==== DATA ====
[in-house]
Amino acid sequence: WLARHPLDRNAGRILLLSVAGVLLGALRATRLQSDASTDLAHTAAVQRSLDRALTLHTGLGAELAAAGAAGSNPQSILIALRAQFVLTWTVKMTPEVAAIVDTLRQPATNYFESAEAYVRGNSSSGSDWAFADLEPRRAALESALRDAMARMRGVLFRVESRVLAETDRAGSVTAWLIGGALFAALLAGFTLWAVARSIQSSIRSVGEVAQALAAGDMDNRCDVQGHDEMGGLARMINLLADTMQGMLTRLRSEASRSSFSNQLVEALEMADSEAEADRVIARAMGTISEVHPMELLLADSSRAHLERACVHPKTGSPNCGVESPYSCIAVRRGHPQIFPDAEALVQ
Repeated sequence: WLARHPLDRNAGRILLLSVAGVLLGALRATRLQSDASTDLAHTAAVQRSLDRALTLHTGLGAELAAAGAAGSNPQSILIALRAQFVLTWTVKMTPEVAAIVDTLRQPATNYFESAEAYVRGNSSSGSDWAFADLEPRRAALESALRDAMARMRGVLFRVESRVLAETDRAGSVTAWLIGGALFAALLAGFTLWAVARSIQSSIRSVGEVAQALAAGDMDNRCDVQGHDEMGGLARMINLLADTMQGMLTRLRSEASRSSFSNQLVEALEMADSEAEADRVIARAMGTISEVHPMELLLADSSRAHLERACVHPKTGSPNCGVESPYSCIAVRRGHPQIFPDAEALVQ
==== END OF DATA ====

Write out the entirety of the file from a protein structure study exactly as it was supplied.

[in-house]
Amino acid sequence: WLARHPLDRNAGRILLLSVAGVLLGALRATRLQSDASTDLAHTAAVQRSLDRALTLHTGLGAELAAAGAAGSNPQSILIALRAQFVLTWTVKMTPEVAAIVDTLRQPATNYFESAEAYVRGNSSSGSDWAFADLEPRRAALESALRDAMARMRGVLFRVESRVLAETDRAGSVTAWLIGGALFAALLAGFTLWAVARSIQSSIRSVGEVAQALAAGDMDNRCDVQGHDEMGGLARMINLLADTMQGMLTRLRSEASRSSFSNQLVEALEMADSEAEADRVIARAMGTISEVHPMELLLADSSRAHLERACVHPKTGSPNCGVESPYSCIAVRRGHPQIFPDAEALVQ
Repeated sequence: WLARHPLDRNAGRILLLSVAGVLLGALRATRLQSDASTDLAHTAAVQRSLDRALTLHTGLGAELAAAGAAGSNPQSILIALRAQFVLTWTVKMTPEVAAIVDTLRQPATNYFESAEAYVRGNSSSGSDWAFADLEPRRAALESALRDAMARMRGVLFRVESRVLAETDRAGSVTAWLIGGALFAALLAGFTLWAVARSIQSSIRSVGEVAQALAAGDMDNRCDVQGHDEMGGLARMINLLADTMQGMLTRLRSEASRSSFSNQLVEALEMADSEAEADRVIARAMGTISEVHPMELLLADSSRAHLERACVHPKTGSPNCGVESPYSCIAVRRGHPQIFPDAEALVQ